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Atlantic Yards/Pacific Park graphic: what's built/what's coming + FAQ (pinned post)

A question from "Atlantic Yards II" EB-5 investors: is construction suspended? Answer: not quite (but no buildings have started for a while)

EB-5 investors from China have questions.
That was a reference to "Atlantic Yards II," which was the second round (of three) in financing Atlantic Yards/Pacific Park under the EB-5 immigrant investor program.

However, there is no discernible separate, discrete project called Atlantic Yards II.

It was just a way to raise EB-5 funds for the overall project, once known as Atlantic Yards, now called Pacific Park. In other words, there was no "second phase" of the project, related to a defined scope of work, such as two announced buildings. There was just a second round of fundraising to keep the project going.


In 2014, I wrote about the deceptive marketing behind the project, by the U.S. Immigration Fund (USIF), the country's leading regional center, or investment middleman. (Fortune wrote a devastating piece about the founder.)

I then reported that the developer, Forest City Ratner (with Greenland USA nearly onboard), had raised $249 million from 498 investors.

Vague "project"

The contours of "Atlantic Yards II" were never clear. The marketing promoted basketball, the already-built Barclays Center, and booming Brooklyn while remaining vague about how the investors' money might actually be used--though there are hints it would be used for the new railyard  required within the project.

The marketing included stale, irrelevant quotes from former elected officials about the entire $5 billion Atlantic Yards development, leaving the impression that investors' money would go to the overall project, rather than some vague subset said to be worth $1.235 billion. The latter figure thus allowed the promoters to frame the $249 million sought as a neat 20% of the "project."

Some construction continues

The short answer to the question posed is that construction at Atlantic Yards/Pacific Park has always proceeded in part, because there has always been work on infrastructure, including the new railyard and the supports for the platform over the railyard. (Six towers will be built over that platform.)

But no new revenue-producing elements of the project have started in a while. No new residential tower has begun since June 2015. Two other towers  (B15, B12) were announced later in 2015, but never moved forward. Forest City Ratner/Forest City New York, the junior partner in the Greenland Forest City Partners joint venture, in November 2016 announced a decision to pause construction.

After more than a year of negotiations, Greenland USA bought out all but 5% of Forest City's stake in January 2018, and has announced plans to start a new tower, 18 Sixth (aka B4) this year.

Greenland also sold leases to three development sites to two other developers, TF Cornerstone and The Brodsky Organization, with at least one of those three buildings expected to start in 2019.

But they won't start delivering revenue for a couple of years, and surely won't fill up and see stabilized revenue for a year or more after that.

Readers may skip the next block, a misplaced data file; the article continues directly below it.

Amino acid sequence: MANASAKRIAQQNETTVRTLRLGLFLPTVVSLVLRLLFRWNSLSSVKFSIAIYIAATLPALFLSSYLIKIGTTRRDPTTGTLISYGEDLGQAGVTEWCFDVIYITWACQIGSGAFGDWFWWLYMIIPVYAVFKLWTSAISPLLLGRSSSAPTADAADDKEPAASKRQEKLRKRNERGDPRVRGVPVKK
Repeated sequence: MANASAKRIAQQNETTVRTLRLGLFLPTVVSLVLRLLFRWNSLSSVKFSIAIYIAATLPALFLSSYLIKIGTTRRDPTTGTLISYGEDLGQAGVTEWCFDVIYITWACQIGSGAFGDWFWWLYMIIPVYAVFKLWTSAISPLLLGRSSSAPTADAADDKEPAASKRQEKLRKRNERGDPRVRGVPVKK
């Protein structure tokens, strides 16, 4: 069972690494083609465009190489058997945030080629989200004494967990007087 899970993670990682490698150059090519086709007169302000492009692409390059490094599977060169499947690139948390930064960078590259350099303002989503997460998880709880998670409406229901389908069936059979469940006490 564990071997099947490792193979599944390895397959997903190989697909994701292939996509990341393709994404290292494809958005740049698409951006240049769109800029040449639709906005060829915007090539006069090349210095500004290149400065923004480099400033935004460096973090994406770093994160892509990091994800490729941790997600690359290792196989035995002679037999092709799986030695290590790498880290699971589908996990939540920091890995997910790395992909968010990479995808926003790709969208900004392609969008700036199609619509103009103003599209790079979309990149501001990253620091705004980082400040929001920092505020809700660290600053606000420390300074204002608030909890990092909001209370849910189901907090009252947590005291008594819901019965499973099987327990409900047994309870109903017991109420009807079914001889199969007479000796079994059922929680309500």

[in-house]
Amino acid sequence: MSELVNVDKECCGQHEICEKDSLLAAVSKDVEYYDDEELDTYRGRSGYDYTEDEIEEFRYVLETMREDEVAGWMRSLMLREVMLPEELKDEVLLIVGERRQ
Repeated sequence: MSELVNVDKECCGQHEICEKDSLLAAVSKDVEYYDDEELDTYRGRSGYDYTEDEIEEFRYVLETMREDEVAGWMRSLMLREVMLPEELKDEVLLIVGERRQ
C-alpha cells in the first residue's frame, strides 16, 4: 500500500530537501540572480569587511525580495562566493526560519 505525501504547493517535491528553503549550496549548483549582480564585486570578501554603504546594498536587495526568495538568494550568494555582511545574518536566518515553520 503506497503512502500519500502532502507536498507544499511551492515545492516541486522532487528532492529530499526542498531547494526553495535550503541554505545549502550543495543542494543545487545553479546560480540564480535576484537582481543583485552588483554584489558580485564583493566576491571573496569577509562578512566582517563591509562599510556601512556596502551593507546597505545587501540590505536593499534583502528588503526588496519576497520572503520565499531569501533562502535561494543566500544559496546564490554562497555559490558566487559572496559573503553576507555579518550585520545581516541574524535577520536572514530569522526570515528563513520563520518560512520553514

Exit strategy?

With no new revenue-producing construction for a while,  EB-5 investors might be concerned about getting their money back, whether the term of the loan is five years, seven years (a five-year loan with a two-year extension, as with the first round of Atlantic Yards EB-5 funding), or some longer span.

In other words, there's no evidence that those in the first round of EB-5 investors have been paid back, either.

After all, as shown in the screenshot at right from the Atlantic Yards II brochure, Forest City--as of 2014-- "anticipates that upon completion and stabilization of the project, the residential components will generate substantial cash flow... which will allow them to successfully refinance and repay the senior and EB-5 loan."

As far as I know, the loans have not been refinanced. Nor has there been "substantial cash flow."

Instead, the project has struggled, with revenues at the 550 Vanderbilt condo building behind schedule, and the last group of units offered at a flash-sale 20% discount. It's been tough to find takers for certain more expensive "affordable" rental apartments.

Nor was there any mention, at least in the publicly released documents, of what would serve as collateral to repay investors if the project didn't deliver.

Issues of delay

As the Real Deal reported in June 2018, there's a new twist challenging some EB-5 investors: a backlog for Chinese investors waiting for green cards, which has grown enormously since 2014.

Because of federal requirements that investment be at risk until all visas are approved,  some EB-5 investors see their money redeployed to another project, further lengthening the time and adding risks. Reported the Real Deal:
USIF’s founder Nicholas Mastroianni said in an interview that investors can drop out of the green card process and take their money back once the original loan they invested in is paid off. Those financings usually carry five-year terms.
“Once the investors invest they are committed for the initial loan term,” Mastroianni said. “Once that’s over or if we’re paid back earlier, we can then return their capital contribution.”
It's unclear how those scenarios apply to investors in "Atlantic Yards II." The best-case timetable would seem a 2019 repayment. But there's no evidence that that is coming. Stay tuned.

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